North Carolina Hemp Commission May Sue the DEA Over Hemp Regulations - News | MERRY JANE
article image

North Carolina Hemp Commission May Sue the DEA Over Hemp Regulations

The DEA has banned hemp products from crossing state lines, despite the 2014 Farm Bill.

by Chris Moore

The North Carolina Industrial Hemp Commission is considering joining a lawsuit against the DEA over hemp regulations. The lawsuit is being filed by Founder's Hemp of Asheboro, the first company to register as a hemp producer in the state. The suit will contest the DEA's ruling that products made from cannabidiol hemp are illegal and therefore cannot be transported across state lines. The state's hemp commission has given its verbal support to the lawsuit, and will announce this week whether it will become a party to the suit.

The growing of hemp was outlawed in 1937 as part of the prohibition of marijuana, but the 2014 Farm Bill allowed universities and state agriculture departments to grow industrial hemp for research. Despite this bill, the DEA has maintained that neither hemp seeds nor finished hemp products can be transported across state lines.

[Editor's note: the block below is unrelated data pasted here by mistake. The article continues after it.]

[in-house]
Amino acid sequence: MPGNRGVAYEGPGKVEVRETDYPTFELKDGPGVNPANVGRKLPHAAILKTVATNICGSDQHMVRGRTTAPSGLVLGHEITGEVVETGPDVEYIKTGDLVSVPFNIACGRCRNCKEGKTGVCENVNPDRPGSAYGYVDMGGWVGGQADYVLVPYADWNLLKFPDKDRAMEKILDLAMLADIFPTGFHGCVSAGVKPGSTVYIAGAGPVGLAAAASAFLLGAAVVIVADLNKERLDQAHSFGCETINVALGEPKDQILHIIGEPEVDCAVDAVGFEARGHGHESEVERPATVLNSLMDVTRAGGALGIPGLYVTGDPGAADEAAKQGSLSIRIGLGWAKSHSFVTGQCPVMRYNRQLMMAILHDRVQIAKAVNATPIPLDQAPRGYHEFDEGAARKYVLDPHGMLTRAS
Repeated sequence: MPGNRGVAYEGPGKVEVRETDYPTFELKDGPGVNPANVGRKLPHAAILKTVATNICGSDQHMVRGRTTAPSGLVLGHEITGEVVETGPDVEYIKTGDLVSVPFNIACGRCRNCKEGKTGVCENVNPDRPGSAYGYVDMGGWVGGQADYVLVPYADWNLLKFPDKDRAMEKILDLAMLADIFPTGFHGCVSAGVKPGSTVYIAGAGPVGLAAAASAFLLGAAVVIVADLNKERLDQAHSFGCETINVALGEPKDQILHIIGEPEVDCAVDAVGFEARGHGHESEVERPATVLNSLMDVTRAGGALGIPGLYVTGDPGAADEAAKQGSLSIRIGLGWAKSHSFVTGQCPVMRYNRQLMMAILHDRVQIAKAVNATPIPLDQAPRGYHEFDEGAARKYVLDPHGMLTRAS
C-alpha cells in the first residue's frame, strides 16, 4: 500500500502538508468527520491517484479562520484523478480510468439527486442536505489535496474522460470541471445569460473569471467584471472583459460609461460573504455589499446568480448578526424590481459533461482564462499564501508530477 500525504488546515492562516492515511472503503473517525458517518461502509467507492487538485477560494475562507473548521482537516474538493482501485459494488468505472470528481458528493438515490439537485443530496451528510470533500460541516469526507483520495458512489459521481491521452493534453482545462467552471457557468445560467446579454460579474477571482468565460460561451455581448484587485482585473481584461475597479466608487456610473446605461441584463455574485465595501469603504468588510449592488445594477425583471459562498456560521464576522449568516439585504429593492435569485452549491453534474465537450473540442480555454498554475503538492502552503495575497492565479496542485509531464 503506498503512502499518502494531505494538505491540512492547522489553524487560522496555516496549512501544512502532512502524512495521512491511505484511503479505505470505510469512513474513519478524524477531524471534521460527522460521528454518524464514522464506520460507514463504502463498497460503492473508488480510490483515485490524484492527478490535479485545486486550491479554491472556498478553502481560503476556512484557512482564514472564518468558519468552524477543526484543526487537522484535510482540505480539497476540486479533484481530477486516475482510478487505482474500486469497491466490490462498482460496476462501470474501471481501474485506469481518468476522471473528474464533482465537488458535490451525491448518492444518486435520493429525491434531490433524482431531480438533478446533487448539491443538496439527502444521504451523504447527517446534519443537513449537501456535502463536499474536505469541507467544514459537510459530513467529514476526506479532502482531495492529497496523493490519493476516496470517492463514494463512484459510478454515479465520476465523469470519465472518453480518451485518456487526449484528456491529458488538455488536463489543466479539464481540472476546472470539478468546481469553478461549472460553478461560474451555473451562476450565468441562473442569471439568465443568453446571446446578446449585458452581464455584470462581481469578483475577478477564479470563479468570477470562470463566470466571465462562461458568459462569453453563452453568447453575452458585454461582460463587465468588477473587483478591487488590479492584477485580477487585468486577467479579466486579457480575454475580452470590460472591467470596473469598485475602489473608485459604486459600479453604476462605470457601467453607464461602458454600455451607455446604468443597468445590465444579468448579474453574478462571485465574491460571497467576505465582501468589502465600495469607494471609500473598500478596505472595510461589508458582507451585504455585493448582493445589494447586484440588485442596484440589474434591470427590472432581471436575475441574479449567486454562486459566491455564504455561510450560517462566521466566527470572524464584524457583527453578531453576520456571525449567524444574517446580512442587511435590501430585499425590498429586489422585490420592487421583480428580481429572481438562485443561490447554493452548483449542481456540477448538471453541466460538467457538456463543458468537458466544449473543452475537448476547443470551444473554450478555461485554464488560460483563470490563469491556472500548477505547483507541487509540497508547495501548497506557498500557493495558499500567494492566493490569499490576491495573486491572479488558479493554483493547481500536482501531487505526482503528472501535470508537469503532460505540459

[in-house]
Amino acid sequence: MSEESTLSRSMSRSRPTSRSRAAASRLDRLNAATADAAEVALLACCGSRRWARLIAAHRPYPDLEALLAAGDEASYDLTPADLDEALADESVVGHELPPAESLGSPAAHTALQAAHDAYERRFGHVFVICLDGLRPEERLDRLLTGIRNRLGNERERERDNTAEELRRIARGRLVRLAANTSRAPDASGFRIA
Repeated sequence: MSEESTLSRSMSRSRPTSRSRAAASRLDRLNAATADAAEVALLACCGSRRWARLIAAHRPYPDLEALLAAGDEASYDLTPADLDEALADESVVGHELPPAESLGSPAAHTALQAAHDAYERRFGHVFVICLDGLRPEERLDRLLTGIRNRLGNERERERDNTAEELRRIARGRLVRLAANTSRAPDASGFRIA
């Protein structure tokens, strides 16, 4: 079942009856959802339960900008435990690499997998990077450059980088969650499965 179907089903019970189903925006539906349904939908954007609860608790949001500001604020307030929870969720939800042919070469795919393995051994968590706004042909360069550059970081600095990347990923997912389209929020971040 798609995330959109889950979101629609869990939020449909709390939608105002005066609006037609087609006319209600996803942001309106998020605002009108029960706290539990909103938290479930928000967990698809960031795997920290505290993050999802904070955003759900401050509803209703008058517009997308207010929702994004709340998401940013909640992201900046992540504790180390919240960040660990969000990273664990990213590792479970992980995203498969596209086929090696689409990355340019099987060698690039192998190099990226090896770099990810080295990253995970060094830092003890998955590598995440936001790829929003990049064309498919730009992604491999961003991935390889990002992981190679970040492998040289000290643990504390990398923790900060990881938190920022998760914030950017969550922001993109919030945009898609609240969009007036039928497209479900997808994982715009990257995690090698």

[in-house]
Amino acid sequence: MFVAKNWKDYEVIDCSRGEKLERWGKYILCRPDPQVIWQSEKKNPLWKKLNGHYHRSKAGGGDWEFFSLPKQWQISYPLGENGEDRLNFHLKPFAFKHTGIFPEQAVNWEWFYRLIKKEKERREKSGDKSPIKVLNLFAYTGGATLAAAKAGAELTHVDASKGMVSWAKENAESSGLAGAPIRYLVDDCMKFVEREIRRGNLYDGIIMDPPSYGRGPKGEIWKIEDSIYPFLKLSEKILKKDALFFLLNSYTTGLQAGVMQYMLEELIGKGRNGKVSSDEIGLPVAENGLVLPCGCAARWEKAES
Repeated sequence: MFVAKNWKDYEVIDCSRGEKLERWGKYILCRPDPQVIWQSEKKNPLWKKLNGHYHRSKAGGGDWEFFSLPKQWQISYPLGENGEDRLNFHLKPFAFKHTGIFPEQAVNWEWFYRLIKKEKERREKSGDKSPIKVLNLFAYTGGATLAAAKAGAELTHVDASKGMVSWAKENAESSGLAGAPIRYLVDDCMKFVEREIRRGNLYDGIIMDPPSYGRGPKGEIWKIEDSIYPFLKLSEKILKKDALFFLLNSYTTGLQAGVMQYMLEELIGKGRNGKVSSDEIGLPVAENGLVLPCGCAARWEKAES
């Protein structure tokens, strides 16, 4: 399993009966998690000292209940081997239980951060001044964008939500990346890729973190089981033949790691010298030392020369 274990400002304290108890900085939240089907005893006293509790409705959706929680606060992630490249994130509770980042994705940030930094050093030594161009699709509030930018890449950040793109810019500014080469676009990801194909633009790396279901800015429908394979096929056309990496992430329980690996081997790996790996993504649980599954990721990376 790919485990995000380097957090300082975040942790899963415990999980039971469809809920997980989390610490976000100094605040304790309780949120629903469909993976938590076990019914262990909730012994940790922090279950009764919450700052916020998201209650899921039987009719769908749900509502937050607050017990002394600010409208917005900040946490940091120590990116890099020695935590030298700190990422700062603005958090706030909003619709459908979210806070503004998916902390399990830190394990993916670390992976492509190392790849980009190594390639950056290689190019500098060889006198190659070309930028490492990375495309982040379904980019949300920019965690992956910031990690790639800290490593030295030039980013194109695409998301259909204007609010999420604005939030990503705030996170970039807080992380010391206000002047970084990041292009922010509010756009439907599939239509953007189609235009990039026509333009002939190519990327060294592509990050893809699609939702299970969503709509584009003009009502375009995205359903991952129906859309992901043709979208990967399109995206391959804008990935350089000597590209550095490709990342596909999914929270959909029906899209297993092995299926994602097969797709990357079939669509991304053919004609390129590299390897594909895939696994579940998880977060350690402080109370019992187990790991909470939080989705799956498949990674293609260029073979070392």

“We cannot let this stand as an industry,” Bob Crumley, president of Founder’s Hemp, said. “If we let what the DEA is currently doing stand, we need to fold our tents and give everybody their money back.”

The DEA has ruled that it is legal to import hemp seeds from other countries, however. “To say that a Canadian farmer has more rights in this market than a farmer from North Carolina or Kentucky does – it’s ridiculous,” Crumley said. “It’s abhorrent.”

The Industrial Hemp Commission has currently approved 16 growers who plan to import seeds from other countries, but is unsure what to do with 6 other growers who wish to import seeds from other US states.

“We’re just not quite sure where we fall in being able to support them in litigation, so we had a motion and voted to support them verbally – to let everyone know that we support where they stand,” said Tom Melton, chairman of the hemp commission. “But whether or not we can actually be part of litigation, we have to find out from our state attorneys really how that falls out.”


avatar

Published on

Chris Moore is a New York-based writer who has written for Mass Appeal while also mixing records and producing electronic music.



Comments

avatar


I'm looking for
I'm looking for

Articles

Goods

Dispensaries